Original Research ARTICLE
Single-cell transcriptomics reveals spatial and temporal turnover of keratinocyte differentiation regulators
- 1University of Illinois at Urbana-Champaign, United States
- 2University of California, San Francisco, United States
- 3Institute for Human Genetics, University of Illinois at Urbana-Champaign, United States
Keratinocyte differentiation requires intricately coordinated spatiotemporal expression changes that specify epidermis structure and function. This paper utilizes single-cell RNA-seq data from 22,338 human foreskin keratinocytes to reconstruct the transcriptional regulation of skin development and homeostasis genes, organizing them by differentiation stage and also into transcription factor (TF)-associated modules. We identify groups of TFs characterized by coordinate expression changes during progression from the undifferentiated basal to the differentiated state and show that these TFs also have concordant differential predicted binding enrichment in the super-enhancers previously reported to turn over between the two states. The identified TFs form a core subset of the regulators controlling gene modules essential for basal and differentiated keratinocyte functions, supporting their nomination as master coordinators of keratinocyte differentiation. Experimental depletion of the TFs ZBED2 and ETV4, both predicted to promote the basal state, induces differentiation. Furthermore, our single-cell RNA expression analysis reveals preferential expression of antioxidant genes in the basal state, suggesting keratinocytes actively suppress reactive oxygen species to maintain the undifferentiated state. Overall, our work demonstrates diverse computational methods to advance our understanding of dynamic gene regulation in development.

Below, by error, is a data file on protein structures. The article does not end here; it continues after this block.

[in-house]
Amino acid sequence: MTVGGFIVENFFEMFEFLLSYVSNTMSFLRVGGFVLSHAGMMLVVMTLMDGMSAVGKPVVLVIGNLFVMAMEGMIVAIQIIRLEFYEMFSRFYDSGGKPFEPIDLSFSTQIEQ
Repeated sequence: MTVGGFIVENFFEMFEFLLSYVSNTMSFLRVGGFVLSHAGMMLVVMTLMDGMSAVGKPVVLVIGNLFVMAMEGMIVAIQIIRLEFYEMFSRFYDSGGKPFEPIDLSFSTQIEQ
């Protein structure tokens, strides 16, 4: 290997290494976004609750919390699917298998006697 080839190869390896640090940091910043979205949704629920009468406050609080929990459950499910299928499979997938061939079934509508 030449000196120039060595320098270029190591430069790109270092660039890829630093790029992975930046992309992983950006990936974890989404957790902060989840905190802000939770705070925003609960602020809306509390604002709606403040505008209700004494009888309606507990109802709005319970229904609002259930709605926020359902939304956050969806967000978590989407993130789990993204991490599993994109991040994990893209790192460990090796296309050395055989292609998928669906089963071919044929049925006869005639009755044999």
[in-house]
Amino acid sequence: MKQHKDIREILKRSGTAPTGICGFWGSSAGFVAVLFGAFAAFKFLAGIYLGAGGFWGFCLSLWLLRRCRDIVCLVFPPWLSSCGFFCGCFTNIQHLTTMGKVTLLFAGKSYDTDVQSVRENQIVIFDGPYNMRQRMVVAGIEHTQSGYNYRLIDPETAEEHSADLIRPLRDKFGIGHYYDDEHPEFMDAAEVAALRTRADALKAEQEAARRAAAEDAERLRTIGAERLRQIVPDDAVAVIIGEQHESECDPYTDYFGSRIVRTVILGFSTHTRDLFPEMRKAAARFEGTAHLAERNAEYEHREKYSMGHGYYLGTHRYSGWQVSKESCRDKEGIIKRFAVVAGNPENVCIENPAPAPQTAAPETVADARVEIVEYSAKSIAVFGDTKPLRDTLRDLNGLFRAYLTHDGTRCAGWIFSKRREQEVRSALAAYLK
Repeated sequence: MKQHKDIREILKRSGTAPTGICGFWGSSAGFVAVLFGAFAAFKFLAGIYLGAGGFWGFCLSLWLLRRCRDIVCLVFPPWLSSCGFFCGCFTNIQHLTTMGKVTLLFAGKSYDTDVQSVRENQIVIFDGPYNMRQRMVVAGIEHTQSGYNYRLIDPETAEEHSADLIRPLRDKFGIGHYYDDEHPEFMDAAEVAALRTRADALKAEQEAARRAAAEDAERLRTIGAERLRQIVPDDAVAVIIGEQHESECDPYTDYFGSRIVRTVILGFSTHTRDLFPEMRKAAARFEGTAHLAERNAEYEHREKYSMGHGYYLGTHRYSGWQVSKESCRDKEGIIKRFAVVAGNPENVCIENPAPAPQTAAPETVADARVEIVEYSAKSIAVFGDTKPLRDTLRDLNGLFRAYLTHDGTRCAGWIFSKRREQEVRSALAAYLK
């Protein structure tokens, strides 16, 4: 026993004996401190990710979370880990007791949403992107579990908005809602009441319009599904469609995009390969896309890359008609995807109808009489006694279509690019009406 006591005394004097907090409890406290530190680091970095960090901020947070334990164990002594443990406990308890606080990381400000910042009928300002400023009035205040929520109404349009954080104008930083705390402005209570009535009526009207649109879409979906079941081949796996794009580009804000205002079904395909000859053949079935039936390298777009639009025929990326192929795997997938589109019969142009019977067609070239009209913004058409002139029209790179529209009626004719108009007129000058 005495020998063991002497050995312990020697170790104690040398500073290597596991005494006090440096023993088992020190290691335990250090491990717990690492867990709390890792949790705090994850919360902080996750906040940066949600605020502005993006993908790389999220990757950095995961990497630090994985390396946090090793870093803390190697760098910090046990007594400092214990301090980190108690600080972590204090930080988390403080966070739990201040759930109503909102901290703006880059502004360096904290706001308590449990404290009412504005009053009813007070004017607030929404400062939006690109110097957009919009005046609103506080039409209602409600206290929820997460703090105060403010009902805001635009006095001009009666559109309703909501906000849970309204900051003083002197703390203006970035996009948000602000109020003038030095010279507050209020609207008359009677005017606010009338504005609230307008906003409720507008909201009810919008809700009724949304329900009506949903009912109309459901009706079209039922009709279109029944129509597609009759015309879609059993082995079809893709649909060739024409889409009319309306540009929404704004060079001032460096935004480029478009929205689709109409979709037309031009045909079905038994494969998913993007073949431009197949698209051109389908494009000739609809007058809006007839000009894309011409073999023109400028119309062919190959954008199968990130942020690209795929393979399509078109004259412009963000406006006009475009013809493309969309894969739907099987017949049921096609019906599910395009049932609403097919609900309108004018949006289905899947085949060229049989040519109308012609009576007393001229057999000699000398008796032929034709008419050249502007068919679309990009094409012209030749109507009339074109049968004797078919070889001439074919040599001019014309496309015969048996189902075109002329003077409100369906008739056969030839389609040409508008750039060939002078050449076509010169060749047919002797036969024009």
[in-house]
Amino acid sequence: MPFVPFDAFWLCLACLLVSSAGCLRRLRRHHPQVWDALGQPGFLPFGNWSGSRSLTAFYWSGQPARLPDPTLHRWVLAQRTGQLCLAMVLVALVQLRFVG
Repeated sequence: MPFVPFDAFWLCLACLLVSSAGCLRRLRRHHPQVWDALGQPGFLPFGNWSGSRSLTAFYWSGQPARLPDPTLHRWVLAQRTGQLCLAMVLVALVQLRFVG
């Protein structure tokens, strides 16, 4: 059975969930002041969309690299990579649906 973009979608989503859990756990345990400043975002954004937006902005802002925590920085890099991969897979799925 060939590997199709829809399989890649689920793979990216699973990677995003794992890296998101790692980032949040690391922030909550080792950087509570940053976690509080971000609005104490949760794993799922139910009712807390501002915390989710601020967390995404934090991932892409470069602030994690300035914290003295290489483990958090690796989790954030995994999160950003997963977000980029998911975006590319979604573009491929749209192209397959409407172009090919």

Keywords: keratinocyte, differentiation, single-cell, network, antioxidant
Received: 17 Apr 2019;
Accepted: 23 Jul 2019.
Copyright: © 2019 Finnegan, Cho, Luu, Harirchian, Lee, Cheng and Song. This is an open-access article distributed under the terms of the Creative Commons Attribution License (CC BY). The use, distribution or reproduction in other forums is permitted, provided the original author(s) and the copyright owner(s) are credited and that the original publication in this journal is cited, in accordance with accepted academic practice. No use, distribution or reproduction is permitted which does not comply with these terms.
* Correspondence: Prof. Jun S. Song, University of Illinois at Urbana-Champaign, Institute for Human Genetics, Champaign, 94143-0794, CA, United States, firstname.lastname@example.org